One of the central issues facing free software around the world is what can be done about the threat of software patents.
These are fundamentally incompatible with free software, since patents are about enclosing the intellectual commons – giving ideas an owner - and free software is about expanding it for all to enjoy by sharing ideas. But the particular challenges are quite different in different jurisdictions.
For Europe, the situation is quite clear: software cannot be patented “as such”. Or perhaps I should say *ought* to be quite clear, but the intellectual monopolists have been fretting at the edges of this clear mandate against software patents thanks to the addition of those weasel words “as such” in the relevant definition.
The fact that these are meaningless is proved by the never-ending series of clarifications, explanations, glosses, exegeses and goodness knows what that seek to reveal the mystery at the heart of those two little words, and of its evil sibling, “technical contribution”.
Here's the latest of them, from the UK's horribly-named “Intellectual Property Office”:
The Symbian judgment (especially paragraphs 54-56) provides an insight into what constitutes a technical contribution; in other words, a contribution that is more than solely a computer program. An important factor is what the program does as a matter of practical reality.
That is, it tries to determine what the phrase “technical contribution” means to the great “as such” question by invoking “practical reality.” Sigh.
Since the attempt to bring in software patents through the front door failed a few years back, thanks to a stunning defeat in the European Parliament, intellectual monopolists and their apologists have decided to try the back door, calling for a Europe-wide patent system.
The idea here is the usual ratchet approach beloved of the copyright crowd: for the sake of “harmonisation”, every country will be forced to accept the national regime that is most favourable to software patents.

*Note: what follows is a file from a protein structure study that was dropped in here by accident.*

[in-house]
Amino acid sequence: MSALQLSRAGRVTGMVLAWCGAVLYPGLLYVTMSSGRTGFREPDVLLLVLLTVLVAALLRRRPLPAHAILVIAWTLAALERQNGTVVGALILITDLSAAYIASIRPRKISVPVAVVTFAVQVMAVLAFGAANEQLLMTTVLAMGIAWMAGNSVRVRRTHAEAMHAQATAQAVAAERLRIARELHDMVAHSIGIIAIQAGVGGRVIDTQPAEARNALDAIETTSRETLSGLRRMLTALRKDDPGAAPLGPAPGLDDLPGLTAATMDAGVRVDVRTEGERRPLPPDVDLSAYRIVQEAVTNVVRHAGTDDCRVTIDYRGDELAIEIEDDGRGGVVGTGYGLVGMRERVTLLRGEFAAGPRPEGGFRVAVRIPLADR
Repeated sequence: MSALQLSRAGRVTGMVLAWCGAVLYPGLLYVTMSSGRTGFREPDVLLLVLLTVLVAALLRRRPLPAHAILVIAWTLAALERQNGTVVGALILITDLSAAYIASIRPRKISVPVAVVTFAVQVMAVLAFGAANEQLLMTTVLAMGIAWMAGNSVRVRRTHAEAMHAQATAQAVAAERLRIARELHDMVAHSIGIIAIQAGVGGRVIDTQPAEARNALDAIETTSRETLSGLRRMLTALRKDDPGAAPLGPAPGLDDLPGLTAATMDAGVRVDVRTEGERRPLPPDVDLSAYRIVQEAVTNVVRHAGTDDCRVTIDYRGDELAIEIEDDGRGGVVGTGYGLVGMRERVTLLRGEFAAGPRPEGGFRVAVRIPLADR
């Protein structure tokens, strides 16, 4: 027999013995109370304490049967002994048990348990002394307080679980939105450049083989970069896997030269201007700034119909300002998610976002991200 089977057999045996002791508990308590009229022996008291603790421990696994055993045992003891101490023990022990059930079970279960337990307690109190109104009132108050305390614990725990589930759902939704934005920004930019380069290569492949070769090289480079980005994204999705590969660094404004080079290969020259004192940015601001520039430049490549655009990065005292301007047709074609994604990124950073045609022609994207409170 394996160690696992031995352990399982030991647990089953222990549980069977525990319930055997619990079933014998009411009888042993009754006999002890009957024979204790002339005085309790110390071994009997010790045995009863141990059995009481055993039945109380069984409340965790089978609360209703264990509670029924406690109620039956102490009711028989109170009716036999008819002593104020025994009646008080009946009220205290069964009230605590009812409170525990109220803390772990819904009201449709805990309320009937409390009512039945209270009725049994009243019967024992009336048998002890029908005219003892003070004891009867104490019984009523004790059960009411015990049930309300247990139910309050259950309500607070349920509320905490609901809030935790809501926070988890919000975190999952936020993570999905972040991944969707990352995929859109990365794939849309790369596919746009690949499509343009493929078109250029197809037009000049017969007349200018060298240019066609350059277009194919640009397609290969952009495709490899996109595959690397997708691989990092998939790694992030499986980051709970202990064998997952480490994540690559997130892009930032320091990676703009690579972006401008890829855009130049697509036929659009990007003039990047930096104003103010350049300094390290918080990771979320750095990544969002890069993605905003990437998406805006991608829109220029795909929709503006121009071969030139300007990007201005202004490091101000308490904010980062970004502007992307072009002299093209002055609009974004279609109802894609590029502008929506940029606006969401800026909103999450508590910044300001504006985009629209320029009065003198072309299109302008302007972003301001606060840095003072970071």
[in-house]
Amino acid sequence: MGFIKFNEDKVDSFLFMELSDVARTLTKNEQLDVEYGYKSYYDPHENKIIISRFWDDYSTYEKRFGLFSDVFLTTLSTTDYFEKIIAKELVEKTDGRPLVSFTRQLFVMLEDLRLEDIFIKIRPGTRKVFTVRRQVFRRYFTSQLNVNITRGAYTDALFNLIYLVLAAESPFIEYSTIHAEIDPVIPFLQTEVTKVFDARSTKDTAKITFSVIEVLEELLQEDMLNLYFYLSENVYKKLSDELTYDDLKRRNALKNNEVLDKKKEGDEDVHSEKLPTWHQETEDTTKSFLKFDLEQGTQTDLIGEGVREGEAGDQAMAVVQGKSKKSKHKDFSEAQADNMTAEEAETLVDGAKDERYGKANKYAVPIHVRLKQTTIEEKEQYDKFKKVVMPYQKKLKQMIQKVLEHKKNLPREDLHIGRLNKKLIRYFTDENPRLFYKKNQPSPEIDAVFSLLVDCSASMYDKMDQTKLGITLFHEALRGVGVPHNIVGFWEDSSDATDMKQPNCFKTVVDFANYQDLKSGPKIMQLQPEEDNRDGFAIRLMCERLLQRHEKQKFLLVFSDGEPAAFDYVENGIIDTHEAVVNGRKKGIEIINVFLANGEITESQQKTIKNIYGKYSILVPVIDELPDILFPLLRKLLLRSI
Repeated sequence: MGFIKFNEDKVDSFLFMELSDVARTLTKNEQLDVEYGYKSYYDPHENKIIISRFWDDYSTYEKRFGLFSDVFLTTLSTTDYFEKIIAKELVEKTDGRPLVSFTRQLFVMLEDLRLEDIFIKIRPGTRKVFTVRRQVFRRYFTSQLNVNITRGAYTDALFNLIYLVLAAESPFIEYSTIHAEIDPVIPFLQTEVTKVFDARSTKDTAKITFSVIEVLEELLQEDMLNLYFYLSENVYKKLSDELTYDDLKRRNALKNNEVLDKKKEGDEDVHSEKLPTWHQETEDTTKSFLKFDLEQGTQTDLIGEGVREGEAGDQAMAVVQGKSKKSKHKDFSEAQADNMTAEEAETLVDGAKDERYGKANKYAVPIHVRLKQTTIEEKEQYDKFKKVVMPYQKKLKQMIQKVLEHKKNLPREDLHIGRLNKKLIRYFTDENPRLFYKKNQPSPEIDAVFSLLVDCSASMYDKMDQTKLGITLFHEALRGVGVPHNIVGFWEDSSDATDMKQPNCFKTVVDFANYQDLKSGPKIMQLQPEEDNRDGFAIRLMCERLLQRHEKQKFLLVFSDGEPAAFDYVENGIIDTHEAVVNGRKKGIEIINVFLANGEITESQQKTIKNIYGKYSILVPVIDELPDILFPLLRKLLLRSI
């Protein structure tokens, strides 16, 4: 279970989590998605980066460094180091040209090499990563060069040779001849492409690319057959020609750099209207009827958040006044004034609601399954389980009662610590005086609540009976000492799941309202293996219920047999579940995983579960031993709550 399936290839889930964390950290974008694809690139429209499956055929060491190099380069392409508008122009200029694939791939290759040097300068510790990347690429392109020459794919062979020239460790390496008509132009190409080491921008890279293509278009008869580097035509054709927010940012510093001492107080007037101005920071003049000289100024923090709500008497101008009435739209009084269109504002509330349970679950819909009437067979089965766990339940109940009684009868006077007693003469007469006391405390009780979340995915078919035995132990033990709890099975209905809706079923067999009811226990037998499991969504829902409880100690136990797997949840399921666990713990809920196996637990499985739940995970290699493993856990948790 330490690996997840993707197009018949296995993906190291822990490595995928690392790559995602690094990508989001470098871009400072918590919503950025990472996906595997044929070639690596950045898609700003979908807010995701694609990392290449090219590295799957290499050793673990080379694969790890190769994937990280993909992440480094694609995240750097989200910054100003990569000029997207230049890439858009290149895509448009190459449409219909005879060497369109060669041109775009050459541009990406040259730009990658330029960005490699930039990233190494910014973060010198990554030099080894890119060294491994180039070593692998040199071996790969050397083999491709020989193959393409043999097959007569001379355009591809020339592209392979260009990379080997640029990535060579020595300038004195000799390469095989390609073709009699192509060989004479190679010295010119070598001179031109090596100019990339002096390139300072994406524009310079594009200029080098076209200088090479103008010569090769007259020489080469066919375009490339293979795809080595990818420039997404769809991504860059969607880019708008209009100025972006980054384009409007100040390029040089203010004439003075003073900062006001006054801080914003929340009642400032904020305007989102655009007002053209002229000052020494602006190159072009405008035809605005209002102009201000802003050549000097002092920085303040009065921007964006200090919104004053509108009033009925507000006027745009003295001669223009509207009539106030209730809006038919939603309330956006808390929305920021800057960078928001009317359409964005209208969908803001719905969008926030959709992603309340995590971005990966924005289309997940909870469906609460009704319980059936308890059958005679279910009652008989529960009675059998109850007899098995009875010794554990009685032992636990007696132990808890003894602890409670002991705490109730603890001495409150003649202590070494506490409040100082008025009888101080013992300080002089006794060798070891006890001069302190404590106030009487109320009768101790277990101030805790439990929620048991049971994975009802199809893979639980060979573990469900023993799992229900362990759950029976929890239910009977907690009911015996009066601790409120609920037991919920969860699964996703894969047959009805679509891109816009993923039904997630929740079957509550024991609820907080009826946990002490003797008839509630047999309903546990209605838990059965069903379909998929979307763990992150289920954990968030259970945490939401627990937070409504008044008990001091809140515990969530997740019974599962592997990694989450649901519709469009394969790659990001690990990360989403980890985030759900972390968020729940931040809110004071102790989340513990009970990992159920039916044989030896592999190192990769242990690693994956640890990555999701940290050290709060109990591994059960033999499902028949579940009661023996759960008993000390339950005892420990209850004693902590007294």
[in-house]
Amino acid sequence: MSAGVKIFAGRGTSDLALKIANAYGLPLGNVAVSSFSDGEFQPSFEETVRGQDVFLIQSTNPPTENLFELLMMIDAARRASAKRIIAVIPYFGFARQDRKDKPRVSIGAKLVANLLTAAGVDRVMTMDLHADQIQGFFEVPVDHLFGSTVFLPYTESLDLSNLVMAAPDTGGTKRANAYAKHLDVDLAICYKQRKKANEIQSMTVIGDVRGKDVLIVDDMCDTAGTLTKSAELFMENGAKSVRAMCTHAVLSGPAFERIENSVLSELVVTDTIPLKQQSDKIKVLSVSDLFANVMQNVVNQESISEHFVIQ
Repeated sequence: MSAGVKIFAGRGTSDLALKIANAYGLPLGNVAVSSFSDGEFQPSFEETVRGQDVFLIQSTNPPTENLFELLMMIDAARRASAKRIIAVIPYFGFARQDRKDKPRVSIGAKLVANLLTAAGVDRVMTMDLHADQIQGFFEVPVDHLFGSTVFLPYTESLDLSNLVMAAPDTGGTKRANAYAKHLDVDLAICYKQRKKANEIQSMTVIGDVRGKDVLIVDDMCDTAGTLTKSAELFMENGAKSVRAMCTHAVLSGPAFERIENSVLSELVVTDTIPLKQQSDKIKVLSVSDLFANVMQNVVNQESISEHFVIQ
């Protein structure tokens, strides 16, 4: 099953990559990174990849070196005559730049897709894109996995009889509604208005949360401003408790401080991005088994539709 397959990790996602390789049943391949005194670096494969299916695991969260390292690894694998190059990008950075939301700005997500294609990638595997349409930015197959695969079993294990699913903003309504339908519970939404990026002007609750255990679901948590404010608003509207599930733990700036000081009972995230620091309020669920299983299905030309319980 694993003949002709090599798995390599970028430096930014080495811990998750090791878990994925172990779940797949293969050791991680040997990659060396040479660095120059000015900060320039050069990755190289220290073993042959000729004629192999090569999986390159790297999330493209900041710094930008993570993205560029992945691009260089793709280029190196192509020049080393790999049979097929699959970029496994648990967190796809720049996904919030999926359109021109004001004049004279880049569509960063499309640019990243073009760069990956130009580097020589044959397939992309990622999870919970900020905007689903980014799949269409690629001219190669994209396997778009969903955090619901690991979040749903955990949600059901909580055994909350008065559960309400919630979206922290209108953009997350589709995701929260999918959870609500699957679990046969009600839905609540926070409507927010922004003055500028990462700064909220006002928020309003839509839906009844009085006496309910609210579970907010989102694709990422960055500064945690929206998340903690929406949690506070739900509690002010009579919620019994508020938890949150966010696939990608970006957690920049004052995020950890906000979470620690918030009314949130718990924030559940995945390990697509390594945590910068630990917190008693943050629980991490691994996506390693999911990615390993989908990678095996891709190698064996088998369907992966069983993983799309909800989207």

The reason Europe absolutely must have harmonised patent rules is explained in a new report from the Association for Competitive Technology (ACT). According to its Web site:
“ACT is the only organization focused on the needs of small business innovators from around the world. We advocate for an environment that inspires and rewards innovation, and help our members leverage their intellectual assets to raise capital, create jobs and continue innovating.”
Those with good memories and a fine ear will note the harping on the “innovation” note, one of Microsoft's favourite tunes (making it obey the laws would be bad for “innovation”, seemed to be one of its favourite laments). And what do we find, but that among the “small business innovators” that are members of the ACT, there is Microsoft – that well-known teensy-weeny business.
The reason Europe would be mad to forgo the joys of the ratchet according to the study is very simple:
"For the EU to even consider catching up with the US and Japan, a single IP-protection must be put in place," the study states, mirroring industry's views.”
The ACT seems to think that the patent system works so well in the US, that Europe absolutely must ditch its own quaintly fragmented approach, and adopt a nicely unified one closer to the Stateside model.
Pity, then, that books like Patent Failure provide hundreds of pages of incontrovertible evidence that the patent system there actually costs more money – in terms of litigation – than it generates for patent holders, with the possible exception of the pharmaceutical industry (and we all know what paragons they are, especially in their licensing terms to developing countries.)
So in Europe, the main emphasis is not so much fighting software patents, as keeping them out by countering blatant lobbying efforts by organisations such as the ACT. But in the US, the insanity that is rampant patentability has taken such a hold that it will take a supreme effort – by the Supreme Court, no less – to get rid of that particular rottenness in the state of Denmark.